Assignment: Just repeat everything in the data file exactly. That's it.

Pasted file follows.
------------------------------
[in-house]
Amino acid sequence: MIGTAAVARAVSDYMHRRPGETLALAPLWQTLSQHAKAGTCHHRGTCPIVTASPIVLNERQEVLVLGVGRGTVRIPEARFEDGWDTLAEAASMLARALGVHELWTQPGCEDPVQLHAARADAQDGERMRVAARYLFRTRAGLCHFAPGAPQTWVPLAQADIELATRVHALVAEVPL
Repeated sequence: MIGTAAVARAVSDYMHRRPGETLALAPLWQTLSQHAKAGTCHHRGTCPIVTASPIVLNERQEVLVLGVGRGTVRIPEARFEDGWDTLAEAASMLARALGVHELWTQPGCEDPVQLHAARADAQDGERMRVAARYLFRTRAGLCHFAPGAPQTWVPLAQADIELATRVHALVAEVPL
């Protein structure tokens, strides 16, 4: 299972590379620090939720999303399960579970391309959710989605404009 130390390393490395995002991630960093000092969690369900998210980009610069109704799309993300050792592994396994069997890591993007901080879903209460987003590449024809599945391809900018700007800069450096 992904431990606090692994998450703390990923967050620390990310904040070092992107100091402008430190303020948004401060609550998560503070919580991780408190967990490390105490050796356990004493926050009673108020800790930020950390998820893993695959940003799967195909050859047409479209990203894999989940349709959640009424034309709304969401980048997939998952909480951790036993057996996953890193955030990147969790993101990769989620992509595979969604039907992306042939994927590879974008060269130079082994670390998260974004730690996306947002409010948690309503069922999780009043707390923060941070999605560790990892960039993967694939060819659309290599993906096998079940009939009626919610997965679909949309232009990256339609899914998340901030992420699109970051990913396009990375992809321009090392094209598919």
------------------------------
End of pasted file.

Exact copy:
[in-house]
Amino acid sequence: MIGTAAVARAVSDYMHRRPGETLALAPLWQTLSQHAKAGTCHHRGTCPIVTASPIVLNERQEVLVLGVGRGTVRIPEARFEDGWDTLAEAASMLARALGVHELWTQPGCEDPVQLHAARADAQDGERMRVAARYLFRTRAGLCHFAPGAPQTWVPLAQADIELATRVHALVAEVPL
Repeated sequence: MIGTAAVARAVSDYMHRRPGETLALAPLWQTLSQHAKAGTCHHRGTCPIVTASPIVLNERQEVLVLGVGRGTVRIPEARFEDGWDTLAEAASMLARALGVHELWTQPGCEDPVQLHAARADAQDGERMRVAARYLFRTRAGLCHFAPGAPQTWVPLAQADIELATRVHALVAEVPL
């Protein structure tokens, strides 16, 4: 299972590379620090939720999303399960579970391309959710989605404009 130390390393490395995002991630960093000092969690369900998210980009610069109704799309993300050792592994396994069997890591993007901080879903209460987003590449024809599945391809900018700007800069450096 992904431990606090692994998450703390990923967050620390990310904040070092992107100091402008430190303020948004401060609550998560503070919580991780408190967990490390105490050796356990004493926050009673108020800790930020950390998820893993695959940003799967195909050859047409479209990203894999989940349709959640009424034309709304969401980048997939998952909480951790036993057996996953890193955030990147969790993101990769989620992509595979969604039907992306042939994927590879974008060269130079082994670390998260974004730690996306947002409010948690309503069922999780009043707390923060941070999605560790990892960039993967694939060819659309290599993906096998079940009939009626919610997965679909949309232009990256339609899914998340901030992420699109970051990913396009990375992809321009090392094209598919």